Interview: the Importance of Executive Function with Bishop T Omphalos
Interview: the Importance of Executive Function with Bishop T Omphalos
T Omphalos works at the neurology wing of his local hospital as a clinical neuropsychologist. Beyond conducting neuropsychological assessment, diagnostics and differential diagnostics, he is currently engaged in research on the development of executive function in the human brain.
As a member of the O.T.O. for 22 years he serves the Order as a Sovereign Grand Inspector General and a Bishop, in the Greater Great Work of promulgating and establishing the Law of Thelema and has during the last 15 years devoted his life to the Great Work as an aspirant to the A∴A∴
CF: Dear Brother, thank you for taking the time to talk with the USGL Families Committee today. Do what thou wilt shall be the whole of the Law.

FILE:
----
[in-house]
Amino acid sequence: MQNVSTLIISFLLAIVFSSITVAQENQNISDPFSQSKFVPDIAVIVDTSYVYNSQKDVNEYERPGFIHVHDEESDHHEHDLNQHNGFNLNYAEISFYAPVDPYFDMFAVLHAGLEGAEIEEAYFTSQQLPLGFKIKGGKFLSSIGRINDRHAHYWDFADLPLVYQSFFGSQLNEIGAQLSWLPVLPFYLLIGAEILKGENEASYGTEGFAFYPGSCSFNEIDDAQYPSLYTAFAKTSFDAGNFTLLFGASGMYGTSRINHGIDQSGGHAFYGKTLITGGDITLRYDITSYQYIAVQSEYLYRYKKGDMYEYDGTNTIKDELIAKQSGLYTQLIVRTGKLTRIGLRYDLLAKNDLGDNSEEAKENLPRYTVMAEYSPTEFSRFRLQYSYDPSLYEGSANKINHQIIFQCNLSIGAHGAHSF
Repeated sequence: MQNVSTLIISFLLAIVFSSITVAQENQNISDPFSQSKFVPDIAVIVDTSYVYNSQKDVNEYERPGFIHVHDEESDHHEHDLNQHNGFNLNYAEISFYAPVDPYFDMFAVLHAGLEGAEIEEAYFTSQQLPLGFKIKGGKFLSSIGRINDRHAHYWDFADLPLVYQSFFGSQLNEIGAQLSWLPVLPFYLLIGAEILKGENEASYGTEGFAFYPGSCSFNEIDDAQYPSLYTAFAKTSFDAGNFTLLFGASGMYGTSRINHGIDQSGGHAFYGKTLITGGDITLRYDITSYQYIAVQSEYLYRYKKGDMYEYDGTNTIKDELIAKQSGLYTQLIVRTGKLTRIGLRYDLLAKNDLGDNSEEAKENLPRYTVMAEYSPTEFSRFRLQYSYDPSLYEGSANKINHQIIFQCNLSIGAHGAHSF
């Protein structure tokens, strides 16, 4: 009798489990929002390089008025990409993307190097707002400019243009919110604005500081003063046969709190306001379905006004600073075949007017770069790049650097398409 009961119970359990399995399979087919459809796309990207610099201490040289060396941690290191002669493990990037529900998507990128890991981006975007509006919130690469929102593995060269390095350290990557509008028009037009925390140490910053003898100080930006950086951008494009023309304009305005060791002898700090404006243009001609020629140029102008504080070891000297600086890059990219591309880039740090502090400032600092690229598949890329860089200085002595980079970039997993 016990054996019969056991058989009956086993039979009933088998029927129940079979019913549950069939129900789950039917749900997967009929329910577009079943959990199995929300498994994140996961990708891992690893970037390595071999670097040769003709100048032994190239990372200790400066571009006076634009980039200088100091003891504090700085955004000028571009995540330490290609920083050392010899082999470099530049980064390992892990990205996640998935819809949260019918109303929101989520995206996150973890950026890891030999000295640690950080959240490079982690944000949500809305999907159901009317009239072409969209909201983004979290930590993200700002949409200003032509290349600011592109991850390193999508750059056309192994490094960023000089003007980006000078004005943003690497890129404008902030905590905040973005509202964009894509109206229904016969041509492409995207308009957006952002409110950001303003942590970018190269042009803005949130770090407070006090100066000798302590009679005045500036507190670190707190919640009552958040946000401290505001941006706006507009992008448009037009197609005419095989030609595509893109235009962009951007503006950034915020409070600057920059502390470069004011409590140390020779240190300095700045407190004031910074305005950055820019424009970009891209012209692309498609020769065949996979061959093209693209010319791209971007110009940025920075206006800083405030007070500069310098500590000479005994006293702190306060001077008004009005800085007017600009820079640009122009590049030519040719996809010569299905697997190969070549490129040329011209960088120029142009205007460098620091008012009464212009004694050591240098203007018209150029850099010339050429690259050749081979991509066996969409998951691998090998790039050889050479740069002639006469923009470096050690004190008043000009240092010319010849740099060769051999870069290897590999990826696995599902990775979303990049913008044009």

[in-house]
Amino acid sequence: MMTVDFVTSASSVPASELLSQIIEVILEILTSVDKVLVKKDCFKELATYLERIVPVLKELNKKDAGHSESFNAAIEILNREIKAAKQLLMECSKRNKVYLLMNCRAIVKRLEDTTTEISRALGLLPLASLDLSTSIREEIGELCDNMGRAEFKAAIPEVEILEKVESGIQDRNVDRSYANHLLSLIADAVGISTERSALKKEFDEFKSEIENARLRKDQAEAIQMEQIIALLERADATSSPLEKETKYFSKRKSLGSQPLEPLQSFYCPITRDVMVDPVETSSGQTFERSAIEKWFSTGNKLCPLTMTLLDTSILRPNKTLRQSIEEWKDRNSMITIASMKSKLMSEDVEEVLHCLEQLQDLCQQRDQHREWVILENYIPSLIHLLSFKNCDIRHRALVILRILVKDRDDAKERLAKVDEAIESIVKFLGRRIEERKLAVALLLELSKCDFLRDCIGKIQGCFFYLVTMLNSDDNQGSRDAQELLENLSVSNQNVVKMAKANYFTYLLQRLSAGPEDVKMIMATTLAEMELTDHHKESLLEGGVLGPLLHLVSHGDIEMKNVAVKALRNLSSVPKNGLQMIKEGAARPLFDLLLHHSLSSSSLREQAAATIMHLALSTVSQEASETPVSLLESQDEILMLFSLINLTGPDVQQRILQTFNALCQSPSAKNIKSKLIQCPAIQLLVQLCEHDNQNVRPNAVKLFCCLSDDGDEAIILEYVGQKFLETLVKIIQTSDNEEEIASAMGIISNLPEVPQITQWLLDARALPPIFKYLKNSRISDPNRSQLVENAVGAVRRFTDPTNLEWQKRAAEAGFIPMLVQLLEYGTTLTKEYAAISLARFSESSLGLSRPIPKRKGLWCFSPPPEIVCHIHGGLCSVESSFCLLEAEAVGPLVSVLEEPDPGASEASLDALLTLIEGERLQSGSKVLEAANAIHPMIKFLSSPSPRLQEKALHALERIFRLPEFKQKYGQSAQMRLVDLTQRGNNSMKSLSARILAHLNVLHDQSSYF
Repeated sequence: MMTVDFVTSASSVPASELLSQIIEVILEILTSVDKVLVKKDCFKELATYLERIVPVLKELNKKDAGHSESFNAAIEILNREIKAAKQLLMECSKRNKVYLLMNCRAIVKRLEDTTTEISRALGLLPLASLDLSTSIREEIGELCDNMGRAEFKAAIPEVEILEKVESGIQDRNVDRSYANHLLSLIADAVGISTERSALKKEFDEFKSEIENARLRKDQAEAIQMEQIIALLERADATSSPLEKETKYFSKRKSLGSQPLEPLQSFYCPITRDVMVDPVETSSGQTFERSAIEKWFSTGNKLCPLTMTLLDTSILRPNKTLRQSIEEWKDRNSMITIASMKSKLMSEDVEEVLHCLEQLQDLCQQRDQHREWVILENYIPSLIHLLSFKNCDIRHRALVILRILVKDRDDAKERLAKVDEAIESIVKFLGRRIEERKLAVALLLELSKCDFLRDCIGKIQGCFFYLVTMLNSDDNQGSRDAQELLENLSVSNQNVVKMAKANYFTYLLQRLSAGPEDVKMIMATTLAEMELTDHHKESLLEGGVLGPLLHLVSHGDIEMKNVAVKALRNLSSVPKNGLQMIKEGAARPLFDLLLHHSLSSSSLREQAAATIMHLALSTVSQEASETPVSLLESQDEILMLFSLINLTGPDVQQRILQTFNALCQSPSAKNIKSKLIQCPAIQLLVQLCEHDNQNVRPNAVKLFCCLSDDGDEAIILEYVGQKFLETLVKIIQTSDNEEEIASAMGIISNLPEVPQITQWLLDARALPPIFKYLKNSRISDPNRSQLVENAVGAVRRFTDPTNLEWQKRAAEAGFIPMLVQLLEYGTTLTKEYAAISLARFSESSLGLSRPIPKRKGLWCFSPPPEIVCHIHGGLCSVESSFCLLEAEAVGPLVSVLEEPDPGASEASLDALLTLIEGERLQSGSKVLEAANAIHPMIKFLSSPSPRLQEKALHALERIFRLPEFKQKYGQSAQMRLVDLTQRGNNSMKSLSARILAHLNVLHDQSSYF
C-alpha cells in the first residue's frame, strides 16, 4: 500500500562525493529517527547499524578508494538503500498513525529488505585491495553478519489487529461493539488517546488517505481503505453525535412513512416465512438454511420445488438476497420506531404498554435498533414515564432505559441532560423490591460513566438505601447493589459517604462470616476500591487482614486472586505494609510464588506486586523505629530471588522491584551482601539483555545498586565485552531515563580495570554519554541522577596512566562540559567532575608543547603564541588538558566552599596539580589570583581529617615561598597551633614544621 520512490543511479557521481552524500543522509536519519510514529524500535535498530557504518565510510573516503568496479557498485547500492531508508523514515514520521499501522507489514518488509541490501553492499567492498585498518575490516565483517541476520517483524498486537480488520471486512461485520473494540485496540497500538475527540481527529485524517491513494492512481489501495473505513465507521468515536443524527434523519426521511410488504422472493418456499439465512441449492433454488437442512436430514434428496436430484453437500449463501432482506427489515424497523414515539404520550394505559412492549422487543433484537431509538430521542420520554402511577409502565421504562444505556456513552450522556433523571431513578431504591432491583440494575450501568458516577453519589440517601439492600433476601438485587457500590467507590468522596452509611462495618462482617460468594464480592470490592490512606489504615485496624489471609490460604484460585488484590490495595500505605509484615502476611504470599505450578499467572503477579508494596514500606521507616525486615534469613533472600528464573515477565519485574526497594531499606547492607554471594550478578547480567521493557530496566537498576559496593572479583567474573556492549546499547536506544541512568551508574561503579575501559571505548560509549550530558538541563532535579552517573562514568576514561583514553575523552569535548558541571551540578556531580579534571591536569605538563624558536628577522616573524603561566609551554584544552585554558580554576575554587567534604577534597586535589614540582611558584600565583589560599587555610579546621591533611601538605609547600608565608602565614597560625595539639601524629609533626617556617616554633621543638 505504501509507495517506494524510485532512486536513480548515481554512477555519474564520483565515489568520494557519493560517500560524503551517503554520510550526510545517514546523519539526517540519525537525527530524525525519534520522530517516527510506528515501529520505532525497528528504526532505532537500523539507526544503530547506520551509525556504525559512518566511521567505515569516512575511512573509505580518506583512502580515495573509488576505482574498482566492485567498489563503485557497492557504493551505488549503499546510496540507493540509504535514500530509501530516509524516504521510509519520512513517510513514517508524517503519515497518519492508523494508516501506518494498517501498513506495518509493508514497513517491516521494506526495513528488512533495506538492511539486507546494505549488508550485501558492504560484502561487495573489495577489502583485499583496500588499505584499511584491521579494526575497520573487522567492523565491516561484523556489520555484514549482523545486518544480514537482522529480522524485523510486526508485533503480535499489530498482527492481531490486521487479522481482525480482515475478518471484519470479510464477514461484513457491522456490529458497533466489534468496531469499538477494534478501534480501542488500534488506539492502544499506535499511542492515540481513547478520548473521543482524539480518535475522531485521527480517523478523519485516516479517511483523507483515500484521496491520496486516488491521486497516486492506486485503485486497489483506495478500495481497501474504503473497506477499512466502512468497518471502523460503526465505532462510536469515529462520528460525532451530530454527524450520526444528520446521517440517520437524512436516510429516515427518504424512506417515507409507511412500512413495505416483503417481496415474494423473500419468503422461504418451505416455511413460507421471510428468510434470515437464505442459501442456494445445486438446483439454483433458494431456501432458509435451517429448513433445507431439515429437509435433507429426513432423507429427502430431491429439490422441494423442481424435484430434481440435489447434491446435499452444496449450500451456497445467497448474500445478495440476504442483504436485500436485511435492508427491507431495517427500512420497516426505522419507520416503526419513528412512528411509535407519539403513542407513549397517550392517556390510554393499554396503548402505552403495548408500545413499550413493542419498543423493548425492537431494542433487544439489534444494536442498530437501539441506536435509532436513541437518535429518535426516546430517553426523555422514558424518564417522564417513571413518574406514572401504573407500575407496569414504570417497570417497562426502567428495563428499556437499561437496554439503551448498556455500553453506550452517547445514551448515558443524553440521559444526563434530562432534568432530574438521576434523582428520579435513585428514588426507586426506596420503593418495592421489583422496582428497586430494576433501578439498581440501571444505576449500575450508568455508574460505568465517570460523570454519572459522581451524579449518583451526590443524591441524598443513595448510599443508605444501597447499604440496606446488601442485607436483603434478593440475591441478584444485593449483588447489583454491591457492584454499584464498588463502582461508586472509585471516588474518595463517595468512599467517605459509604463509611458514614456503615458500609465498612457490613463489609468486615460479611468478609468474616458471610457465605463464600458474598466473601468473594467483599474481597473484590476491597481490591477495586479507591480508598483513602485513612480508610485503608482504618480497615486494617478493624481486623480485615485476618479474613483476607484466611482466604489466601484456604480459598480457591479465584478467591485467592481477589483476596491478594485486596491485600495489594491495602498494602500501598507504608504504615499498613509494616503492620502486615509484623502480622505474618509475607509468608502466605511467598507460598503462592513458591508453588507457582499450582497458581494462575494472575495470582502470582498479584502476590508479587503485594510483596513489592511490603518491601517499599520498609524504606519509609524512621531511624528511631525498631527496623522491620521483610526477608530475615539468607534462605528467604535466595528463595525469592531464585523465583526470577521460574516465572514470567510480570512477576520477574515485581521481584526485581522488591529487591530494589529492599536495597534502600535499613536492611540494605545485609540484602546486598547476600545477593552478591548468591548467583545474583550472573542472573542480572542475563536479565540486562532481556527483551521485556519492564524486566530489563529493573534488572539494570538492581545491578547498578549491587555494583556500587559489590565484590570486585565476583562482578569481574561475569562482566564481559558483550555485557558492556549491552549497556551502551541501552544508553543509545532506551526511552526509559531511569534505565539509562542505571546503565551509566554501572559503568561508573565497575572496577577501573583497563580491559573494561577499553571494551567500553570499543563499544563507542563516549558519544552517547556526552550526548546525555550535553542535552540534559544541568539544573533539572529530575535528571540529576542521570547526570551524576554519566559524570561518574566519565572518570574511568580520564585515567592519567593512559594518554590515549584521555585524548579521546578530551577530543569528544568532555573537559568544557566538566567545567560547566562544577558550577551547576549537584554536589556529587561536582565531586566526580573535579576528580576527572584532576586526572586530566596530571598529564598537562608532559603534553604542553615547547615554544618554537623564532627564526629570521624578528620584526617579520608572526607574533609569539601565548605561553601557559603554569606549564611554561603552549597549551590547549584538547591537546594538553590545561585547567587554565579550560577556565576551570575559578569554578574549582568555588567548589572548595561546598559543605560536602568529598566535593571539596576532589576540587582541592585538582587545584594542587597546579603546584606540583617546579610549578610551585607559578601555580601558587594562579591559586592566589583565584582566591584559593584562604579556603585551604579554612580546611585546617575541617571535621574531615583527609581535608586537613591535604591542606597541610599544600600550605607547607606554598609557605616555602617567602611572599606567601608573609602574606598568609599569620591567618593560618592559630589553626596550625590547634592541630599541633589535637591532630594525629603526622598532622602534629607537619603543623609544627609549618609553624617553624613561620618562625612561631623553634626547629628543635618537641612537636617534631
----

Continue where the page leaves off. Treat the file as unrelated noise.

TO: Love is the law, love under will. I am happy and honored to assist you with my knowledge of the development of children, be it from my experience as a neuropsychologist working with children, a parent, or as a Thelemite as it relates to the executive function.
Tell me a bit about neuropsychology and how it compares to other approaches to psychology.
I understand from professional colleagues in U.S.A. that one can become a psychologist without ever opening a book on biology in certain states. This is unfortunate since it is our biology that sets the parameters for what kind of behavior that our environment is able to elicit and shape. What is more, it is odd since the modern conceptualization and development of the neurocognitive underpinnings of our behavior in the field cognitive neuroscience was in fact founded and is still largely spearheaded by biologically oriented cognitive scientists.
Cognitive neuroscience is after all just a fancy name for neuropsychology, and its name was the result of historical processes in U.S.A. (the need for the dominant Behaviorist school to differentiate itself from the notion that we have a mind and the subsequent backlash against the radical behaviorist conceptualization of psychology as the science of external and internal behavior by emphasizing a new cognitive processes as the cause of external behavior).